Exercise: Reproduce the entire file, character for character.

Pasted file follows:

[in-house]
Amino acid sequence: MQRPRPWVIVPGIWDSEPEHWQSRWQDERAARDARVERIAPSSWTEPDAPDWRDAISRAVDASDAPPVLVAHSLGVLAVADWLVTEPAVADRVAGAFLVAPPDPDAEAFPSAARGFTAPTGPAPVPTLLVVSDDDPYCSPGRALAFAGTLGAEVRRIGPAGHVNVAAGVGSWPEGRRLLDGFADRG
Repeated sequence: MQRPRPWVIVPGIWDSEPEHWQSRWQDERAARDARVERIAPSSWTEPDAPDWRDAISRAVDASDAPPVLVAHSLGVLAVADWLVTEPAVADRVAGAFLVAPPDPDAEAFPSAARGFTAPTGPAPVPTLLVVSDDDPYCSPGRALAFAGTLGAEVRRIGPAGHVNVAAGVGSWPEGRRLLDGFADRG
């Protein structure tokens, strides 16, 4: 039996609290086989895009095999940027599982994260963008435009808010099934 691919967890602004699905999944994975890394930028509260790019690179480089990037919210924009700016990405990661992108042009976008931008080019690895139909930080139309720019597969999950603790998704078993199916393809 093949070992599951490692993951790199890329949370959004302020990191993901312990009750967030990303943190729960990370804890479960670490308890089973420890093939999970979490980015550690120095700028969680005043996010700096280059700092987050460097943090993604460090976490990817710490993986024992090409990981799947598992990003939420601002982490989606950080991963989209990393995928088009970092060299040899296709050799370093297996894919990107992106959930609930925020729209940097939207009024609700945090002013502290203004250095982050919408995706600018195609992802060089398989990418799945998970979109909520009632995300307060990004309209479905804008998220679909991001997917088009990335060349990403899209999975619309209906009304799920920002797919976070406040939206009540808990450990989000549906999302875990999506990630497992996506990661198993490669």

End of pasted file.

[in-house]
Amino acid sequence: MQRPRPWVIVPGIWDSEPEHWQSRWQDERAARDARVERIAPSSWTEPDAPDWRDAISRAVDASDAPPVLVAHSLGVLAVADWLVTEPAVADRVAGAFLVAPPDPDAEAFPSAARGFTAPTGPAPVPTLLVVSDDDPYCSPGRALAFAGTLGAEVRRIGPAGHVNVAAGVGSWPEGRRLLDGFADRG
Repeated sequence: MQRPRPWVIVPGIWDSEPEHWQSRWQDERAARDARVERIAPSSWTEPDAPDWRDAISRAVDASDAPPVLVAHSLGVLAVADWLVTEPAVADRVAGAFLVAPPDPDAEAFPSAARGFTAPTGPAPVPTLLVVSDDDPYCSPGRALAFAGTLGAEVRRIGPAGHVNVAAGVGSWPEGRRLLDGFADRG
């Protein structure tokens, strides 16, 4: 039996609290086989895009095999940027599982994260963008435009808010099934 691919967890602004699905999944994975890394930028509260790019690179480089990037919210924009700016990405990661992108042009976008931008080019690895139909930080139309720019597969999950603790998704078993199916393809 093949070992599951490692993951790199890329949370959004302020990191993901312990009750967030990303943190729960990370804890479960670490308890089973420890093939999970979490980015550690120095700028969680005043996010700096280059700092987050460097943090993604460090976490990817710490993986024992090409990981799947598992990003939420601002982490989606950080991963989209990393995928088009970092060299040899296709050799370093297996894919990107992106959930609930925020729209940097939207009024609700945090002013502290203004250095982050919408995706600018195609992802060089398989990418799945998970979109909520009632995300307060990004309209479905804008998220679909991001997917088009990335060349990403899209999975619309209906009304799920920002797919976070406040939206009540808990450990989000549906999302875990999506990630497992996506990661198993490669």